The following table compares the redemptions and other permitted purchases of public shares that may take place in connection with the completion of our initial business combination and if we are unable to consummate an initial business combination within 24 months from the closing of our initial public offering.
 
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REDEMPTIONS IN
CONNECTION WITH OUR
INITIAL BUSINESS
COMBINATION
  
OTHER PERMITTED
PURCHASES OF PUBLIC
SHARES BY OUR AFFILIATES
  
REDEMPTIONS IF WE FAIL
TO COMPLETE AN INITIAL
BUSINESS COMBINATION
Calculation of redemption price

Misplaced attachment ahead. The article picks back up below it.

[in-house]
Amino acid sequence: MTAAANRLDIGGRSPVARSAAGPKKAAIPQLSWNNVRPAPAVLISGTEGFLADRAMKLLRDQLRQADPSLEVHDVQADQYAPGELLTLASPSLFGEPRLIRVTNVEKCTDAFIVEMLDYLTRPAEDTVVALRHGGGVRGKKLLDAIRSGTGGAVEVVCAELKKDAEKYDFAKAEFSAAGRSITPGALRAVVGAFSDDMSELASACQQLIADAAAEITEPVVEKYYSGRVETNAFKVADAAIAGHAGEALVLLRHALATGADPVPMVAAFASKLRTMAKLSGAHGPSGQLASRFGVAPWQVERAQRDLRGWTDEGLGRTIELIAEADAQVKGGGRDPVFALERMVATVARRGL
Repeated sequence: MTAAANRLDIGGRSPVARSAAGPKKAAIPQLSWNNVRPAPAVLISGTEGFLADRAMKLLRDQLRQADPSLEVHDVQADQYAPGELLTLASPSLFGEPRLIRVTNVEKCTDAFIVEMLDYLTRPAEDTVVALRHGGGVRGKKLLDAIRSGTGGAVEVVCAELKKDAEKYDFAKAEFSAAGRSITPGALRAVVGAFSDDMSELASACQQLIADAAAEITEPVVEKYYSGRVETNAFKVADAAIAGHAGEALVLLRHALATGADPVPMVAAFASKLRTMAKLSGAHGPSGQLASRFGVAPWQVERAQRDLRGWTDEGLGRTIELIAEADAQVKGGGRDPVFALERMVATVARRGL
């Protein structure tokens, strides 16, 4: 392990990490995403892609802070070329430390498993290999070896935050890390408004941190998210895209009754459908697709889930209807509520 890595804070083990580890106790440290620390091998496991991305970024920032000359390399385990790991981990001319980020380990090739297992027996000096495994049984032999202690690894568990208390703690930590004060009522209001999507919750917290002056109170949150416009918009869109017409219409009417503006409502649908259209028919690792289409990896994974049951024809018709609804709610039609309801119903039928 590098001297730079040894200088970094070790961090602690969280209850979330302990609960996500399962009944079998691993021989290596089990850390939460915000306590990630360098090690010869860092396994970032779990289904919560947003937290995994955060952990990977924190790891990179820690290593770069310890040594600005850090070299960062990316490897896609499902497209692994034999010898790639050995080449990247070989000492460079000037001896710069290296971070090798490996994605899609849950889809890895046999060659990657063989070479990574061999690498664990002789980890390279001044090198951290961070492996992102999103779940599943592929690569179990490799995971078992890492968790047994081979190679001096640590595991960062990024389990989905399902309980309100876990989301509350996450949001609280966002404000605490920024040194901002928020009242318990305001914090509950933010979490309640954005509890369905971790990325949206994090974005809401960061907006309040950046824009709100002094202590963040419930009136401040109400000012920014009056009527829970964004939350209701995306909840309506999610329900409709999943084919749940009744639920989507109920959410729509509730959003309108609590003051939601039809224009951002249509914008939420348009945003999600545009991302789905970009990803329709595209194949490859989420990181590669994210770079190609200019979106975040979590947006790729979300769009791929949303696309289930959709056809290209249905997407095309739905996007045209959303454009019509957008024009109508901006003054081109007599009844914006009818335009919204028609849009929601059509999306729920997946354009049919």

Redemptions at the time of our initial business combination may be made in connection with a stockholder vote or pursuant to a tender offer. The redemption price will be the same whether we conduct redemptions pursuant to a tender offer or in connection with a stockholder vote. In either case, our stockholders may redeem their public shares for cash equal to the aggregate amount then on deposit in the trust account calculated as of two business days prior to the consummation of the initial business combination (which is initially anticipated to be $10.00 per share), including interest (net of taxes payable), divided by the number of then outstanding public shares, subject to the limitation that no redemptions will take place if all of the redemptions would cause our net tangible assets to be less than $5,000,001 and any limitations (including but not limited to cash requirements) agreed to in connection with the negotiation of terms of a proposed business combination.    If we seek stockholder approval of our initial business combination, our sponsor, directors, officers, advisors or their affiliates may purchase shares in privately negotiated transactions or in the open market either prior to or following completion of our initial business combination. There is no limit to the prices that our sponsor, directors, officers, advisors or their affiliates may pay in these transactions. If they engage in such transactions, they will not make any such purchases when they are in possession of any material nonpublic information not disclosed to the seller or if such purchases are prohibited by Regulation M under the Securities Exchange Act of 1934, as amended, or the Exchange Act. We do not currently anticipate that such purchases, if any, would constitute a tender offer subject to the tender offer rules under the Exchange Act or a going-private transaction subject to the going-private rules under the Exchange Act; however, if the purchasers determine at the time of any such purchases that the purchases are subject to such rules, the purchasers will comply with such rules.    If we are unable to consummate an initial business combination within 24 months from the closing of our initial public offering, we will redeem all public shares at a per share price, payable in cash, equal to the aggregate amount, then on deposit in the trust account (which is initially anticipated to be $10.00 per share), including interest (less up to $100,000 of interest to pay dissolution expenses and net of taxes payable) divided by the number of then outstanding public shares.